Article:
Rating: 4.5 stars
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Length: Novellas

The Flesh Cartel is a serial story broken down into seasons.  Season one is complete and includes the stories #1: Capture and #2: Auction. As the title indicates, this series is not for the faint of heart. If you have selected The Flesh Cartel series as your next m/m romance, please close the book and walk away. The subject matter is human trafficking, and it is violent and graphic. If you are not bothered by the subject matter, I think you will find it well-written and compelling.

In Flesh Cartel #1: Capture, we are introduced to brothers Mat and Dougie, who are as different as night and day. Mat is gay, has a much rougher exterior, and has devoted his life to providing for the future of his brother, Dougie, even so far as to support him financially as an MMA fighter. Dougie is straight, has a slighter, more pretty appearance, and is earning his Ph.D. thanks to Mat’s sacrifices. They have a fierce sense of loyalty and love for one another, since they are orphans and only have each other. When Dougie returns home one evening, he is attacked by strange men. His brother arrives home during the abduction, and both are taken to an unknown facility, while being brutally terrorized and assaulted along the way.

In Flesh Cartel #2: Auction, the brutality only intensifies at the facility, where they are beaten and treated as “holes” for whoever wants to use them. They are broken down, processed, and prepared for an auction, where they will be sold for an unknown purpose to the highest bidder. While Mat and Dougie are suffering horrific abuse, they are only able to live through it because they are surviving for one another. When they realize the purpose of their abduction, Dougie becomes desperate to be kept together and sold as a package deal. They are marketed as extreme versions of themselves: Dougie as the sweet, beautiful submissive, and Mat as the hardened, volatile punk.

The future seasons will presumably tell the story of Mat and Dougie as they leave the facility and become property of their new owner. In these first two stories, there was a lot of exposition. The graphic description of the abductors and the abuse helped to set up the abhorrent world of human trafficking. The boys are forced to participate in unimaginable sexual acts and beatings in order to survive. There is barely a shred of hope throughout the two books. The tone is grim, as would be expected of a book of such subject matter.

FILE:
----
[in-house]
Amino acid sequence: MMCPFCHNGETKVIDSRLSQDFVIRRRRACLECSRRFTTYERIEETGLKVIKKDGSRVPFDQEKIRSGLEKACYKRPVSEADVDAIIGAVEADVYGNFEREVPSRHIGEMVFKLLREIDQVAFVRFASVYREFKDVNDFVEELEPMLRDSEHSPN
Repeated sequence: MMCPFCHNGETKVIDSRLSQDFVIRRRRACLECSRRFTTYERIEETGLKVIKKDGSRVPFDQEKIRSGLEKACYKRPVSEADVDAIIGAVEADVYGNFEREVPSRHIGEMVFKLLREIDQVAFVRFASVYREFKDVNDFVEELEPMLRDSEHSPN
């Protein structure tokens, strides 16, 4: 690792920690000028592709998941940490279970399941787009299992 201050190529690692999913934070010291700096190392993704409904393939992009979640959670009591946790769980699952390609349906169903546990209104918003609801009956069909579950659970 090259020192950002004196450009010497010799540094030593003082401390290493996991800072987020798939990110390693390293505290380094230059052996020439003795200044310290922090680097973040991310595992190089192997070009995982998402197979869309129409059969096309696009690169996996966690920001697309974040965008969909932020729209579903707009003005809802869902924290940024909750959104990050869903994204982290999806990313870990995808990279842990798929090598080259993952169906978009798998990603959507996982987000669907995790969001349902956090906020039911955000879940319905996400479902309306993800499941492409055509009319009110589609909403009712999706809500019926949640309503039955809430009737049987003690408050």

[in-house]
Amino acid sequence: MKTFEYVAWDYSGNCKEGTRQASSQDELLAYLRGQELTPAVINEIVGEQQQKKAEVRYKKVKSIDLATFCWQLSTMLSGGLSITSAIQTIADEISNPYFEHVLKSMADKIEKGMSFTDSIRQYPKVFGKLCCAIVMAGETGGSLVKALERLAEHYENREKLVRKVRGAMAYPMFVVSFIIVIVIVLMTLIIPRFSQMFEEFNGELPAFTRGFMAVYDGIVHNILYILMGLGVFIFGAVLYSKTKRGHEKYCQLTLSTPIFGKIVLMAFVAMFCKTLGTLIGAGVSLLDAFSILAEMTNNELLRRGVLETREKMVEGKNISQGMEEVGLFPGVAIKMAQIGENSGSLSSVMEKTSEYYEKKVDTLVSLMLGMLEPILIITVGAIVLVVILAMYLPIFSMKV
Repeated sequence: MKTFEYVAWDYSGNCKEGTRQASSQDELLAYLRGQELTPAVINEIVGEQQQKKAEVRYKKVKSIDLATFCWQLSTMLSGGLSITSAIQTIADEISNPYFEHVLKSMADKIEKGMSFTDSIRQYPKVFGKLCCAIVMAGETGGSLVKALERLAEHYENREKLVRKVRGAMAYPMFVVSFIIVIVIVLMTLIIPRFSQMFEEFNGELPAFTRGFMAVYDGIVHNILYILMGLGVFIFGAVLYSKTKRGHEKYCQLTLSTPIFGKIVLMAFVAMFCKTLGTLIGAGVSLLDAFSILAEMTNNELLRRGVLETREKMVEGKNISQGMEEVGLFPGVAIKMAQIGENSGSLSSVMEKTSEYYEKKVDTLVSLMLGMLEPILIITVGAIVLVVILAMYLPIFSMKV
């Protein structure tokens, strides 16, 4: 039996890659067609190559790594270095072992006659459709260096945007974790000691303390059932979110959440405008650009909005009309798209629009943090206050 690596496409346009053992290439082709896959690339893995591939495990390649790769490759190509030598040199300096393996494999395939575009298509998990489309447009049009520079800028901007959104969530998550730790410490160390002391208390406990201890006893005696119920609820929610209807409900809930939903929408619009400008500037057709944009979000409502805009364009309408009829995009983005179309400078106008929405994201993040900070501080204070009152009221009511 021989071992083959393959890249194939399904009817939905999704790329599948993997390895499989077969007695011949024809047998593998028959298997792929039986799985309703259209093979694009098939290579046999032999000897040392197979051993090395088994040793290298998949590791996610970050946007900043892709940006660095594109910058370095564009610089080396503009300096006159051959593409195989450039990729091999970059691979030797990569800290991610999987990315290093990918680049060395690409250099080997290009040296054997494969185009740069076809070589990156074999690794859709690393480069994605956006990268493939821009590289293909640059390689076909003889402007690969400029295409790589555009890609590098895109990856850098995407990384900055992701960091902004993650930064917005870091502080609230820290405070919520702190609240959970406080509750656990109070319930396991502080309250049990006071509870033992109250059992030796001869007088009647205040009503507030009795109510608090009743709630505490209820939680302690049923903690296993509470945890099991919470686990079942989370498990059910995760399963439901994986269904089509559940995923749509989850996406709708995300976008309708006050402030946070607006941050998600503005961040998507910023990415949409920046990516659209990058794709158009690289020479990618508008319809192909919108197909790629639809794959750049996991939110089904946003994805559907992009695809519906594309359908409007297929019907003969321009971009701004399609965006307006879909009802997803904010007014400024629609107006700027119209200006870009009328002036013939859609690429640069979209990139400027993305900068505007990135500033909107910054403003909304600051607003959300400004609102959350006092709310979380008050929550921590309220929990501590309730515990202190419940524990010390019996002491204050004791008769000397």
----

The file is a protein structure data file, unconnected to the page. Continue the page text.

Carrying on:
This is not to say that these books are not worth reading. I’m hooked and will be patiently awaiting the upcoming seasons. The thing that keeps me reading is the writers’ abilities to paint a picture, albeit a graphic one, of a world that exists only in our worst nightmares. As we are taken through each step of Mat and Dougie’s journey, it is explained in such vivid detail, that it almost becomes a sensory experience. It is impossible not to feel sympathy for Mat and Dougie, and to root for them to not only survive, but to be able to avenge these horrible atrocities. I can’t say that I enjoyed these books, but would recommend them to anyone who understands the subject matter and is still compelled to read them.

I rated these two installments 4.5 stars each simply because they only set up the story, and now I have to wait for any hope or redemption. I would’ve been much happier to have read this as a complete novel, or for the seasons to be released at the same time. While I don’t expect every novel I read to be cheerful and upbeat and have a happily ever after, it is difficult to read something that leaves you in such a dark place. I will continue to read and hold on the hope that Mat and Dougie will come out the other end alive and fighting.

The second season of The Flesh Cartel begins in January.  It contains four episodes to be released monthly.  Additional seasons will follow with a short break in between each.

Note: This series comes with some specific warnings of explicit content. For full details, check out the Riptide web site.